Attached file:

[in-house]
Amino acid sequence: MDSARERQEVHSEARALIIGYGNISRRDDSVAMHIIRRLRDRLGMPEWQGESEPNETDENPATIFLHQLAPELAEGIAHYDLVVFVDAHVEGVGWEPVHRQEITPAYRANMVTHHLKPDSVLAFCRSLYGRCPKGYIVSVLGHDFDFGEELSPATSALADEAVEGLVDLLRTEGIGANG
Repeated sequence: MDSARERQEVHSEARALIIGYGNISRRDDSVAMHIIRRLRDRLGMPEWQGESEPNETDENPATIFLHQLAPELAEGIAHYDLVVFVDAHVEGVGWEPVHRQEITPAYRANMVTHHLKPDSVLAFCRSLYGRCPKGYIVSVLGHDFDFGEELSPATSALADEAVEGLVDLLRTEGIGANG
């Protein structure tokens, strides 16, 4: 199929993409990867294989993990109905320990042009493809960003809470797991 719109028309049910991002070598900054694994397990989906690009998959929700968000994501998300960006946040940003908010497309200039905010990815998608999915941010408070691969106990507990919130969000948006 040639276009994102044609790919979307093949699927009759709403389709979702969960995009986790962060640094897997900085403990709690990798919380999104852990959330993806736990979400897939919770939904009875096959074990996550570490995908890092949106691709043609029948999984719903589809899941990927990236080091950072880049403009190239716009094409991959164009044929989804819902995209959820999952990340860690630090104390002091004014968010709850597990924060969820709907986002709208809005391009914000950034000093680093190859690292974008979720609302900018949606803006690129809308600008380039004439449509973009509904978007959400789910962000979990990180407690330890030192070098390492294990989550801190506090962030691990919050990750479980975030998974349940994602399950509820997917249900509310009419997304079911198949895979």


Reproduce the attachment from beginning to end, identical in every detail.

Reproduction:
[in-house]
Amino acid sequence: MDSARERQEVHSEARALIIGYGNISRRDDSVAMHIIRRLRDRLGMPEWQGESEPNETDENPATIFLHQLAPELAEGIAHYDLVVFVDAHVEGVGWEPVHRQEITPAYRANMVTHHLKPDSVLAFCRSLYGRCPKGYIVSVLGHDFDFGEELSPATSALADEAVEGLVDLLRTEGIGANG
Repeated sequence: MDSARERQEVHSEARALIIGYGNISRRDDSVAMHIIRRLRDRLGMPEWQGESEPNETDENPATIFLHQLAPELAEGIAHYDLVVFVDAHVEGVGWEPVHRQEITPAYRANMVTHHLKPDSVLAFCRSLYGRCPKGYIVSVLGHDFDFGEELSPATSALADEAVEGLVDLLRTEGIGANG
């Protein structure tokens, strides 16, 4: 199929993409990867294989993990109905320990042009493809960003809470797991 719109028309049910991002070598900054694994397990989906690009998959929700968000994501998300960006946040940003908010497309200039905010990815998608999915941010408070691969106990507990919130969000948006 040639276009994102044609790919979307093949699927009759709403389709979702969960995009986790962060640094897997900085403990709690990798919380999104852990959330993806736990979400897939919770939904009875096959074990996550570490995908890092949106691709043609029948999984719903589809899941990927990236080091950072880049403009190239716009094409991959164009044929989804819902995209959820999952990340860690630090104390002091004014968010709850597990924060969820709907986002709208809005391009914000950034000093680093190859690292974008979720609302900018949606803006690129809308600008380039004439449509973009509904978007959400789910962000979990990180407690330890030192070098390492294990989550801190506090962030691990919050990750479980975030998974349940994602399950509820997917249900509310009419997304079911198949895979």